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Title: Customer relationship management (CRM) : the effect of organisational culture : a longitudinal case study
Author: Plakoyiannaki, Maria-Emmanuella
ISNI:       0000 0001 3492 4007
Awarding Body: University of Strathclyde
Current Institution: University of Strathclyde
Date of Award: 2002
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The purpose of this study is to explore the effect of Organisational Culture (OC) on the practice of Customer Relationship Management (CRM) with the aim of developing a greater understanding of how OC may facilitate or impede the practice of CRM. The research purpose is analysed into the following research objectives: 1) to identify employees' and managers' perceptions of CRM, 2) to explore the practice of CRM and its constituents in the organisation, and 3) to explore the effect of OC on the practice of CRM. A longitudinal case study was conducted in a leading firm in the U.K. automotive services sector. The evidence collected from this study covered a variety of sources including a) 36 personal interviews, b) observation, and c) secondary data, such as company documents, press articles, trade publications, and archival data. As far as research objective (1) is concerned, the findings of this research indicate that people who are involved in the practice of CRM acknowledge its value, yet they may also misinterpret and confuse its meaning. With regard to research objective (2), the results of the case study suggest that CRM is an organisation-wide process that contributes to the creation and delivery of superior value to the customer. With reference to research objective (3), the OC of the investigated firm appears to be a multi-faceted construct consisting of different dimensions. Among these, the dimensions of customer orientation, employee orientation and centralisation seem to have a significant effect on the CRM process. Customer orientation and employee orientation facilitate significantly the deployment of CRM initiatives. The findings show that centralisation has mixed impact on the practice of CRM. This thesis contributes to the emerging theory of CRM by offering insights into the interface of CRM and OC, which is an under-explored theme in the literature.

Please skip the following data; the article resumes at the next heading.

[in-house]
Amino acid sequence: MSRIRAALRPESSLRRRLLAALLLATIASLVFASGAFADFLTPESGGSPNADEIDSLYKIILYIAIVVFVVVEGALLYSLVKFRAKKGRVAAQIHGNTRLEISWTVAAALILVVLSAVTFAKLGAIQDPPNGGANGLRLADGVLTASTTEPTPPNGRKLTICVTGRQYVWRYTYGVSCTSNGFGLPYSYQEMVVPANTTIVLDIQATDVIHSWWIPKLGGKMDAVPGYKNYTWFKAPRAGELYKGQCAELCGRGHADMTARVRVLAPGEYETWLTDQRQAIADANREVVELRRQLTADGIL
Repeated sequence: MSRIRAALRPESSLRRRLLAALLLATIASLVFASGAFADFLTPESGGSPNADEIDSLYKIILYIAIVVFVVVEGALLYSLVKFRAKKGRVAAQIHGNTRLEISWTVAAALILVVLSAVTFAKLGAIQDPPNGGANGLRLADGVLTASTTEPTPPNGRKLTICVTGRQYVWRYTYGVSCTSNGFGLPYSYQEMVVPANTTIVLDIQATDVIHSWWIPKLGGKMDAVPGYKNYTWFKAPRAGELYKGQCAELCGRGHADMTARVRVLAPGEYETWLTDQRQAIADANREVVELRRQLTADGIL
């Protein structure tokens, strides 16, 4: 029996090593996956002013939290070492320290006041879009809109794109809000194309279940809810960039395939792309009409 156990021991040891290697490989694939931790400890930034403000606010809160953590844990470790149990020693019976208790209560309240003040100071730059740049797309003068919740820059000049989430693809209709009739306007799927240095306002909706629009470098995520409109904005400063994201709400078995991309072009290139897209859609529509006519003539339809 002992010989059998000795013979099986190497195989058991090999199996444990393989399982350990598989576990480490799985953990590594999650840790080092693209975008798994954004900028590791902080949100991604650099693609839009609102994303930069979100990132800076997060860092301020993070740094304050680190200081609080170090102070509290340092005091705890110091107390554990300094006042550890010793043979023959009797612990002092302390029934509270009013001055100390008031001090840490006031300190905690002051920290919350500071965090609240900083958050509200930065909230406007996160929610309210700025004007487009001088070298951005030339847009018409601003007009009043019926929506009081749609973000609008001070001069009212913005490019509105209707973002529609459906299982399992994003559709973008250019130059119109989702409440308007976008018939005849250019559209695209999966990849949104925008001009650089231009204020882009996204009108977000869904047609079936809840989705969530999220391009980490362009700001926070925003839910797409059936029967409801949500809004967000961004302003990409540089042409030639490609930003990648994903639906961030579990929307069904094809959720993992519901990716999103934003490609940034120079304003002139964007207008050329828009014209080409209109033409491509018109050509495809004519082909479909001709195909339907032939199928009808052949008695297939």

Supervisor: Not available Sponsor: Not available
Qualification Name: Thesis (Ph.D.) Qualification Level: Doctoral